Greetings fellow bean geeks! What's more exciting than unicorns and rainbows? The June bean club box! We are over the moon to announce that the most requested and most beloved bean we've ever had in the club is back! The Organic Arikara Yellow Bean has returned and is joined by the Organic Southwest Gold bean and...drum roll please...Unicorn Cornmeal!  

We have a little secret to tell you. We had hoped to feature the pretty pink unicorn cornmeal in the February box but that illusive non-gmo grain was nowhere to be seen. (Isn't that just like a unicorn?) We get LOTS of emails and requests for it and now you lucky bean club members get first dibs. Enjoy!! 


Organic Arikara Yellow Beans, Organic Southwest Gold Beans and Non-GMO Unicorn Cornmeal


Organic Arikara Yellow BeansOrganic Southwest Gold Beans and Snow Cap Beans

How to cook perfect beans


Check out our blogposts with everything you need to know to get the most out of your membership in the heirloom bean and grain club. 

Welcome To Beantopia

How To Cook A Perfect Pot of Beans

The Definitive Guide To Cooking Beans

Bean Recipes


The Arikara Yellow heirloom bean is creamy and very flavorful with a hard shell that holds its shape when cooked. They have an unsurpassed flavor that keeps us coming back again and again. Due to drought conditions we were unable to get any last year but lucky you, it rained (and rained and rained) in California last year and there was enough for the locals around Pescadero and YOU! 

This Slow Foods Ark of Taste ingredient has a long cultural history. First documented by Lewis and Clark, these indigenous beans were once the primary food source for American Indian tribes in the Missouri Valley. Thomas Jefferson grew the Arikara Yellow Beans in his own garden at Monticello. There he described it as “one of the most excellent we have had.” Unfortunately after being moved to the Fort Berthold reservation near Bismarck, North Dakota, the Arikara tribe has relatively little land to farm and their beloved yellow bean nearly went extinct. Thankfully seed savers and small scale farmers have saved the Arikara Yellow and a handful of commercial farms are growing it although very few of them are certified organic. We don't know if its the soil, the beans or the love that Blue House Farm puts into growing these gems but they are truly something special.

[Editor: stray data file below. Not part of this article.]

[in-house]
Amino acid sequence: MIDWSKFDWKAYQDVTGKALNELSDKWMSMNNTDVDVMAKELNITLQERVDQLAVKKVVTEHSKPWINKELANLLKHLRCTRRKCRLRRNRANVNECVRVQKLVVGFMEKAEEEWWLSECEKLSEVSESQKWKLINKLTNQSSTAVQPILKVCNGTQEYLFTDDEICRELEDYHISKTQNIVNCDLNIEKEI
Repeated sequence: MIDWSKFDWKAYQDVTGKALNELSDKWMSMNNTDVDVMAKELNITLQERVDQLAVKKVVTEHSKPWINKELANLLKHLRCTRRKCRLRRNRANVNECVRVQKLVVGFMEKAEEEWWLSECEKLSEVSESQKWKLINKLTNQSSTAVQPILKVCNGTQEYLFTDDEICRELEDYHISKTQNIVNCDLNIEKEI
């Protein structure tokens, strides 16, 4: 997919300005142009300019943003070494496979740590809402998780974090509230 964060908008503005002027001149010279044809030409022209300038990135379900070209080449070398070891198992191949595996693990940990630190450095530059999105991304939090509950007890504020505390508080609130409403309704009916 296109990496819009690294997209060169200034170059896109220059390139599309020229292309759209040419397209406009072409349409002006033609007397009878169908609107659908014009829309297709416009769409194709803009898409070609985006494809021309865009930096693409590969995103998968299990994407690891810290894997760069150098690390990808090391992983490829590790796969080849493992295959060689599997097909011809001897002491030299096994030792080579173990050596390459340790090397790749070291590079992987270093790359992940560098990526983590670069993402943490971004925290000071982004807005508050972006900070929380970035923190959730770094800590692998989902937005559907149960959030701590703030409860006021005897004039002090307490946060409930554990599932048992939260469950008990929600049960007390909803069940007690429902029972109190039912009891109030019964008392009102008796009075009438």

This is the kind of bean that needs nothing except some salt and a drizzle of olive oil in the pot.  My preferred method for these beans is slow and low on the stovetop, perhaps using the oil braised bean method. We don't like to get in the way of the flavor of the beans much because they are so special but when you are looking to branch out but stay celebrate more indigenous flavors try the Arikara and Green Bean Salad With Feta or the Grilled Three Sisters Salad wtih creamy cilantro avocado dressing. 

Blue House Farm